For Children with ADHD: Better Sleep Means Better Performance

Sleep Problems for Children with ADHD

It has been estimated that over 70 percent of children with ADHD have problems with sleep. This can take many forms:

  • Difficulty getting the child into bed.
  • Child’s anxiety at bedtime
  • Insomnia
  • A delayed sleep phase
  • Needing certain things or people to be present before being able to sleep

The causes of poor sleep for children with ADHD aren’t fully¬† known, but they probably include biological and genetic factors such as the low production of the hormone melatonin.

New Sleep Research

A recent study showed a significant association between poor sleep and executive functioning (EF) issues even after adjusting for various factors, such as demographics, stimulant medications, and IQ.

Researchers from the Kennedy Krieger Institute studied 735 children aged 8-12 to determine the impact of poor sleep on executive function. There were three groups – children who were neurotypical, children with autism spectrum disorder, and children with ADHD. The study team excluded children with a history of neurologic illness or injury, genetic disorders, seizures, intellectual disability, major depression, bipolar disorder, and conduct disorder.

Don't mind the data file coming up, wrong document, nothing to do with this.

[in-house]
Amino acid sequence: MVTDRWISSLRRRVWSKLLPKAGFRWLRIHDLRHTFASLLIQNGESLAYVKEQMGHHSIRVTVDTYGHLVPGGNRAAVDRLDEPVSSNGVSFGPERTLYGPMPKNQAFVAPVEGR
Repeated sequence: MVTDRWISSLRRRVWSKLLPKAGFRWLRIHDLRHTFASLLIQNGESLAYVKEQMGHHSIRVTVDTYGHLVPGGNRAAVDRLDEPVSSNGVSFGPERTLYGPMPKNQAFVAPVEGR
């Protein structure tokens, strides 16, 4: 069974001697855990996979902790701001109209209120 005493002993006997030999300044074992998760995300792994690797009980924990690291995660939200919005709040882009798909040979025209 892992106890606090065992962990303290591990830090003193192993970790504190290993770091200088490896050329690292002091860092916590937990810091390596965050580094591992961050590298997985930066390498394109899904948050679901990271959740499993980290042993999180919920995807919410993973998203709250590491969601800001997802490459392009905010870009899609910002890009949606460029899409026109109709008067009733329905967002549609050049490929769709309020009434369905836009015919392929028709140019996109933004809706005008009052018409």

Poor sleep, they concluded, resulted in inattention, difficult initialing tasks, greater anxiety, and problems with hyperactivity and / or impulsivity. These results confirmed earlier studies, and showed that the impacts of poor sleep were largely independent of the child’s demographics, intelligence or whether they were taking stimulant medications.

Tips for Improving Your Child’s Sleep

If your ADHD child has problems sleeping, there are things you can do to help. Here are a few recommended by experts.

  • Make their room as dark as possible to trigger the brain to induce sleep. This means turning off blue screens from computers or other electronic devices.
  • Avoid snacks and beverages before bed that have sugar, caffeine, or similar stimulating substances
  • Set up a nightly bedtime routine that the child can begin to associate with preparing to sleep.
  • Try to have your child get more physical exercise during the day to help induce natural tiredness.
  • A nightly bath can help induce sleep by regulating your child’s body temperature.
  • If needed, use white noise devices to help block out distracting sounds in the household at bedtime.
  • Try sleep supplements.
  • Encourage your child to get homework out of the way earlier rather than later in the evening.
  • If anxiety is a problem for your child, talk to their clinician or therapist about strategies to help reduce it to allow better sleep.

These and other strategies can help your ADHD child improve their sleep patterns and enjoy a better quality of waking life.



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